Catch Chicago writer and editor Mason Johnson live, performing with Daniel Shapiro, at our Nerves of Steel event Tuesday, Dec. 6 at the Hungry Brain in Chi. Details here.
3/8, 2:38 p.m.
I found a bump — a pimple or wart or something — while pooping at 2:30 p.m.: the optimal time to poop. Even though the bump is not on my penis, it is in the general penis vicinity, which is a little worrying.
I think that I will keep this bump a secret.
I’d have investigated the bump more, but I had to get back to my desk before Miranda saw that I was gone. I’ve realized that I take too many washroom breaks. That I pee a lot. I fear Miranda will notice how often I urinate. That, because of my geriatric bladder, she will find me an unsuitable mate. Will not want to fuck me.
Miranda cannot know how often I pee.
3/8, 6:45 p.m.
At home, I stare at the bump amongst my brown, wire-like pubes. It’s a lone bump on an otherwise flat surface. A lonely bump. I worry that it might be too lonely, being the only one of its kind on my lanky, alabaster body, but have no desire for it to multiply.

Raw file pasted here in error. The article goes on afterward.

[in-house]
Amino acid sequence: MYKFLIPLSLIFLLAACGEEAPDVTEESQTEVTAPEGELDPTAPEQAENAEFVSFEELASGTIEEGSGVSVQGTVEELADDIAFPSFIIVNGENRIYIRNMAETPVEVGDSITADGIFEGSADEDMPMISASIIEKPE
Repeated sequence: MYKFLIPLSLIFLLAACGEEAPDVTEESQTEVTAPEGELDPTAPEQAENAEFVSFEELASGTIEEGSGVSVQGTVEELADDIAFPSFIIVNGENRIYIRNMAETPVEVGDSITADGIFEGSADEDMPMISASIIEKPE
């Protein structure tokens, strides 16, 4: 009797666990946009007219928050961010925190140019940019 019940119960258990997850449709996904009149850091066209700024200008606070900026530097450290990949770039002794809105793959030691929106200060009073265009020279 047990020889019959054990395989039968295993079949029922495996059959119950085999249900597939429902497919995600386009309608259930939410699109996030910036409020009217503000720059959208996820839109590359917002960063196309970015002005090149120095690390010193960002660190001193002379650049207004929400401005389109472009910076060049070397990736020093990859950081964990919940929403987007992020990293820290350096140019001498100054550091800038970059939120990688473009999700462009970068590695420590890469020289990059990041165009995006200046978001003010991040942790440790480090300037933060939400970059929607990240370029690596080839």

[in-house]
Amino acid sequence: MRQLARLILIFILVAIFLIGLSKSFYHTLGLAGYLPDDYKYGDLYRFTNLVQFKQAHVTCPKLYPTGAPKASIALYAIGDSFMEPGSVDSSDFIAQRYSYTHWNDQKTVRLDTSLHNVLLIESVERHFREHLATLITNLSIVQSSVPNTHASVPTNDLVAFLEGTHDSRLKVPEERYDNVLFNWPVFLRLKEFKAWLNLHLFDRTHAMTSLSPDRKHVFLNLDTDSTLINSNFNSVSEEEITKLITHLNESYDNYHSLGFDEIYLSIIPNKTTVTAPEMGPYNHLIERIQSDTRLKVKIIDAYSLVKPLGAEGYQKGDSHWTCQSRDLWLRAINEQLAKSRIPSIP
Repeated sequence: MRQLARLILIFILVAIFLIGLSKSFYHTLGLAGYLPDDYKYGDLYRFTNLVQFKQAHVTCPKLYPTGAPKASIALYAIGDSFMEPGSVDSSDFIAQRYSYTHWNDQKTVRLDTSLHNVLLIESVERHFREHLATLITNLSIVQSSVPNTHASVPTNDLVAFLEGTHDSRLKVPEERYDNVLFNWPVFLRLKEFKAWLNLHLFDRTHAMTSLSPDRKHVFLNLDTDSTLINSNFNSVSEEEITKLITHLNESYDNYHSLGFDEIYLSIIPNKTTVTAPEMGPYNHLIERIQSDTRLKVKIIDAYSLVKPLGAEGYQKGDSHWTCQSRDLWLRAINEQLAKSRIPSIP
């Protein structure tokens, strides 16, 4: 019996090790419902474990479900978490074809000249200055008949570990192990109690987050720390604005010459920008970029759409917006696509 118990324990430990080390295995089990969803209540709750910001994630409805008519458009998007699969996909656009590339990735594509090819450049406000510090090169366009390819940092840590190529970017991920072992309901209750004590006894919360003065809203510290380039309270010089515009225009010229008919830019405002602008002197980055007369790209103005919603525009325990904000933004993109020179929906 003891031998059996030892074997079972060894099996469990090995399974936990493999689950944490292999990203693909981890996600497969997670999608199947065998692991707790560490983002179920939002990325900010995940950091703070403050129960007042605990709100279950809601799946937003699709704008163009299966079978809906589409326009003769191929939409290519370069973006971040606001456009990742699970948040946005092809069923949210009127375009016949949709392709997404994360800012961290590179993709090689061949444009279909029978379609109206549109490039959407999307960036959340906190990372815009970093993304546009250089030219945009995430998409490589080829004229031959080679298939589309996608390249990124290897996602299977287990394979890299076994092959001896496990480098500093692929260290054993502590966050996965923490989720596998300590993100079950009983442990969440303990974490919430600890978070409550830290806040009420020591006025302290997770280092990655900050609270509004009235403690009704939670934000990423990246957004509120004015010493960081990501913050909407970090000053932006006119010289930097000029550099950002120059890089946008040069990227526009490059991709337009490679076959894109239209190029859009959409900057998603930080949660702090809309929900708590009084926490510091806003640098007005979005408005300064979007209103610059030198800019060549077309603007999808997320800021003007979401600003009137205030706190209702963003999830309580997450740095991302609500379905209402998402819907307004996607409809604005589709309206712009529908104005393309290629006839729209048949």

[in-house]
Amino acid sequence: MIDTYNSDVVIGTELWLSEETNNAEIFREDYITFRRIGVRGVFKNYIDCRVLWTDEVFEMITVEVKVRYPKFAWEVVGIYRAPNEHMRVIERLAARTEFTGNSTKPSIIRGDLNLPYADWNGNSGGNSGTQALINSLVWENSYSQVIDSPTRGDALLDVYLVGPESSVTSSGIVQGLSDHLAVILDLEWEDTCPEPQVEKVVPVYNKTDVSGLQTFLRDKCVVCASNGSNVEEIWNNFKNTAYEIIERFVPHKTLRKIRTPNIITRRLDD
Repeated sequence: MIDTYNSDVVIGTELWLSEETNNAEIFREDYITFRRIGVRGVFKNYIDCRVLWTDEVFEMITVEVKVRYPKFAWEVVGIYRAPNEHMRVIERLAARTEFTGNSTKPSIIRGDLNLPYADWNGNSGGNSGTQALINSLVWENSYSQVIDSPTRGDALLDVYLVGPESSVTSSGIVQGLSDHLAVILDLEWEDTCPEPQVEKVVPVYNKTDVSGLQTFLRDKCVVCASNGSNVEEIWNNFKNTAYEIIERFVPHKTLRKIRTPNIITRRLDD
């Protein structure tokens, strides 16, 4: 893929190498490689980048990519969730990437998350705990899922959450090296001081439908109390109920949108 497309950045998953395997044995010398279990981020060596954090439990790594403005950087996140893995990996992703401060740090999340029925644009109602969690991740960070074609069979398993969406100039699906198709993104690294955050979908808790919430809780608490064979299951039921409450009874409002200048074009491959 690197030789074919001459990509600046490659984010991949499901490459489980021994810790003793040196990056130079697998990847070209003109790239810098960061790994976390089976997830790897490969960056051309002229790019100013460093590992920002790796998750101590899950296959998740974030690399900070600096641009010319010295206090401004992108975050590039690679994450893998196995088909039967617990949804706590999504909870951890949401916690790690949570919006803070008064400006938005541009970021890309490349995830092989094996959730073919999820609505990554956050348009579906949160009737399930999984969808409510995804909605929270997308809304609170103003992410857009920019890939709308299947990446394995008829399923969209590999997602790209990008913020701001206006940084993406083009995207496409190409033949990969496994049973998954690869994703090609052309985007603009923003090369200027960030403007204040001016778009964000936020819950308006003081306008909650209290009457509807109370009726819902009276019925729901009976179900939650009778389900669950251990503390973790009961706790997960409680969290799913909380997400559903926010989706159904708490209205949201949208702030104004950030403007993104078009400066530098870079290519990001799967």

I am torn.
3/10, 3 p.m.
The bump has grown to three times its initial size; it shadows my pubic hair, reaching for the sky to fly to freedom, but it’s grounded and weighed down. Weighed down by me.
Weighed down like me.
I feel for it.
My belt rubs against it. Shocks of pain emanate through my body. Like a message. Like the bump is trying to say something.
Maybe I should stop wearing belts, but my slacks would look ridiculous. What would Miranda think?
What would Miranda think? Is she pro-belt?
I saw her in the elevator earlier. Stood in the back, debating whether to make small talk or not, but I couldn’t stop wondering if that liquid I was leaning in was urine. Sometimes the delivery boy pees in the elevator. Sometimes I lean in it.
Not on purpose.
I didn’t end up talking to Miranda. I did notice that she’s shaped like a shell-less turtle though. A beautiful, shell-less turtle.
I want to be her shell.
3/16, 10:43 a.m.